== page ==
Full metadata record
DC FieldValueLanguage
dc.contributor.authorPATTERSON EANNen_GB
dc.contributor.authorWHELAN MAURICEen_GB
dc.contributor.authorWORTH ANDREWen_GB
dc.identifier.citationComputational Toxicology vol. 17 no. 100144 p. 1-8en_GB
dc.identifier.issn2468-1113 (print)en_GB
dc.description.abstractNew approaches in toxicology based on in vitro methods and computational modelling offer considerable potential to improve the efficiency and effectiveness of chemical hazard and risk assessment in a variety of regulatory contexts. However, this presents challenges both for developers and regulatory assessors because often these two communities do not share the same level of confidence in a new approach. To address this challenge, various assessment frameworks have been developed over the past 20 years with the aim of creating harmonised and systematic approaches for evaluating new methods. These frameworks typically focus on specific methodologies and technologies, which has proven useful for establishing the validity and credibility of individual methods. However, given the increasing need to compare methods and combine their use in integrated assessment strategies, the multiplicity of frameworks is arguably becoming a barrier to their acceptance. In this commentary, we explore the concepts of model validity and credibility, and we illustrate how a set of seven credibility factors provides a method-agnostic means of comparing different kinds of predictive toxicology approaches. It is hoped that this will facilitate communication and cross-disciplinarity among method developers and users, with the ultimate aim of increasing the acceptance and use of predictive approaches in toxicology.en_GB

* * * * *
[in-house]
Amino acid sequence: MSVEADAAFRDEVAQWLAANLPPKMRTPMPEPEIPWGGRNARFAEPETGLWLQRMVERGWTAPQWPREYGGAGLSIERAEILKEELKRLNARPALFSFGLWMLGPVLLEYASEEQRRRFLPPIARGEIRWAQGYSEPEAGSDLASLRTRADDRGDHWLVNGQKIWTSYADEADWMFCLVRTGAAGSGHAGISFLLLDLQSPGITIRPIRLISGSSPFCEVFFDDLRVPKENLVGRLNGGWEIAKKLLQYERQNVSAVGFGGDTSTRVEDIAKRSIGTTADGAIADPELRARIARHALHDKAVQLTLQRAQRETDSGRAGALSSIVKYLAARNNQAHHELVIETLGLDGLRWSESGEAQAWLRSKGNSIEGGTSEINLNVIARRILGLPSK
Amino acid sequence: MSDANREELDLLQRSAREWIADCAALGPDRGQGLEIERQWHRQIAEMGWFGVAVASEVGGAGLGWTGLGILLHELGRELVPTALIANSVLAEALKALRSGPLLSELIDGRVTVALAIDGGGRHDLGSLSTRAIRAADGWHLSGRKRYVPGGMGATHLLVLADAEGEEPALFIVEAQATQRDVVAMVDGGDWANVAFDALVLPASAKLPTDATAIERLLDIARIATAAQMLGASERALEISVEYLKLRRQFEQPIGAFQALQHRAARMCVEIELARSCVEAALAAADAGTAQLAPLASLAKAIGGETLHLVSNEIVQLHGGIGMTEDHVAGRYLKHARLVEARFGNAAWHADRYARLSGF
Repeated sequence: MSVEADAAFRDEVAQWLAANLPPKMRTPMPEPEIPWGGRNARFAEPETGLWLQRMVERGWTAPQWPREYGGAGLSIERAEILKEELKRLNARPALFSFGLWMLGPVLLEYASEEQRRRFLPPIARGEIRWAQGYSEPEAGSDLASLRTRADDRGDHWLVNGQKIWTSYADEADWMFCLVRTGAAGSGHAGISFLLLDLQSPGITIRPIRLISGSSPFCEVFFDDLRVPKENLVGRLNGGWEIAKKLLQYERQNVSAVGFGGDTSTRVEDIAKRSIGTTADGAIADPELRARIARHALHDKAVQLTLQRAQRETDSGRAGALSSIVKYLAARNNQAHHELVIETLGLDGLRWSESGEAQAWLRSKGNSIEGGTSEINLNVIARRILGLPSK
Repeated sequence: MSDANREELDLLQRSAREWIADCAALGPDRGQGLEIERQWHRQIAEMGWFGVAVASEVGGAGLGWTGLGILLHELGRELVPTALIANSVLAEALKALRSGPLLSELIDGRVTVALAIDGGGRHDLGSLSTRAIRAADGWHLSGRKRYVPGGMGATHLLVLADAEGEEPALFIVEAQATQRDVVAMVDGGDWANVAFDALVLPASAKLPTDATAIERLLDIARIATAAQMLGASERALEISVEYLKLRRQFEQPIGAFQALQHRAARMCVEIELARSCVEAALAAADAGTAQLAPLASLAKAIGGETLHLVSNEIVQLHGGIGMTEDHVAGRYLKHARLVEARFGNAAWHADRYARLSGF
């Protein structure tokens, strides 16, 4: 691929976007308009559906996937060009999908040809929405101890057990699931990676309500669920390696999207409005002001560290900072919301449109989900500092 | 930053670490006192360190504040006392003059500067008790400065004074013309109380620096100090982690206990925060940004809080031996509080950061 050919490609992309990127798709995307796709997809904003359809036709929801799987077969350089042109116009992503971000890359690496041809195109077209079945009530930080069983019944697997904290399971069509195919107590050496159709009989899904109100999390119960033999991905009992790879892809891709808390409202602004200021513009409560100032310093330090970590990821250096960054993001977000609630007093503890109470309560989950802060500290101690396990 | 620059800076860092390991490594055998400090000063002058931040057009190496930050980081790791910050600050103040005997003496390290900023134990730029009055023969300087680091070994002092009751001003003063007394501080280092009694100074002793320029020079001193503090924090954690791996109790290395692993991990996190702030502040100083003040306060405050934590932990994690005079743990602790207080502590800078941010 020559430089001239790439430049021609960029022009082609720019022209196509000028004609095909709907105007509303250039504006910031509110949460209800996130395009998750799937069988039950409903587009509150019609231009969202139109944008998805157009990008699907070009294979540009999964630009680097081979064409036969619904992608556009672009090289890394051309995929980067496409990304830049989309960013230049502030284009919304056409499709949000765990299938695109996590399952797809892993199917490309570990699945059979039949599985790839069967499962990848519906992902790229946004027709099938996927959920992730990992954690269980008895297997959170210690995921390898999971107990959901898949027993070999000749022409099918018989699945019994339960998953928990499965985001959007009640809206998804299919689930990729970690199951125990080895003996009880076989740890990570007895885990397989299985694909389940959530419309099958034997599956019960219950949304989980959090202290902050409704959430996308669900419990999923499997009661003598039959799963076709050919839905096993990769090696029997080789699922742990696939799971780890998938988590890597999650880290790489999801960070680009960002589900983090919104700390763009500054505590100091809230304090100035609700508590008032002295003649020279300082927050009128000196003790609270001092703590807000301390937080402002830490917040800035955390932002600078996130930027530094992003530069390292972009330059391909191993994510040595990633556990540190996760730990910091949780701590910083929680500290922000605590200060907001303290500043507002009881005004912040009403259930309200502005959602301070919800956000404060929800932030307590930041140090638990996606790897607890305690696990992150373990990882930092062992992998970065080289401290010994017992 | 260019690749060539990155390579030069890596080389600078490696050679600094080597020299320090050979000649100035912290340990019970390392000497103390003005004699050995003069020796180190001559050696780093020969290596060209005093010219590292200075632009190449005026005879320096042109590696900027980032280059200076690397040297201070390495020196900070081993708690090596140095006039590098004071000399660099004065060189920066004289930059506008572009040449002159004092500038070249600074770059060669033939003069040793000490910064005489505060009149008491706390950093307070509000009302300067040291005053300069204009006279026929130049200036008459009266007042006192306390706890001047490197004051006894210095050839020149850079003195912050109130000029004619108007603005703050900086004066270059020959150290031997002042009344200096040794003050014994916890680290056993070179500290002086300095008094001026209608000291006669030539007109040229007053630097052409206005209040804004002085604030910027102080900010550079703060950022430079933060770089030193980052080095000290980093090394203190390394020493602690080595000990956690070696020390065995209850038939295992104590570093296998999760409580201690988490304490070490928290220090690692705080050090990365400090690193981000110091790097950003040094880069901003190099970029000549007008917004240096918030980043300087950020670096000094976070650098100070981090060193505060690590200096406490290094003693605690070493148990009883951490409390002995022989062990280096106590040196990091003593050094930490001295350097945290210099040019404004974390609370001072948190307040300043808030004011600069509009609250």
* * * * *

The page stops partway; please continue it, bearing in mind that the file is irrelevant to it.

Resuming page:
dc.description.sponsorshipJRC.F.3-Chemicals Safety and Alternative Methodsen_GB
dc.publisherElsevier BVen_GB
dc.titleThe role of validation in establishing the scientific credibility of predictive toxicology approaches intended for regulatory applicationen_GB
dc.typeArticles in periodicals and booksen_GB
dc.identifier.doi10.1016/j.comtox.2020.100144 (online)en_GB
JRC Directorate:Health, Consumers and Reference Materials

Files in This Item:
There are no files associated with this item.

Items in repository are protected by copyright, with all rights reserved, unless otherwise indicated.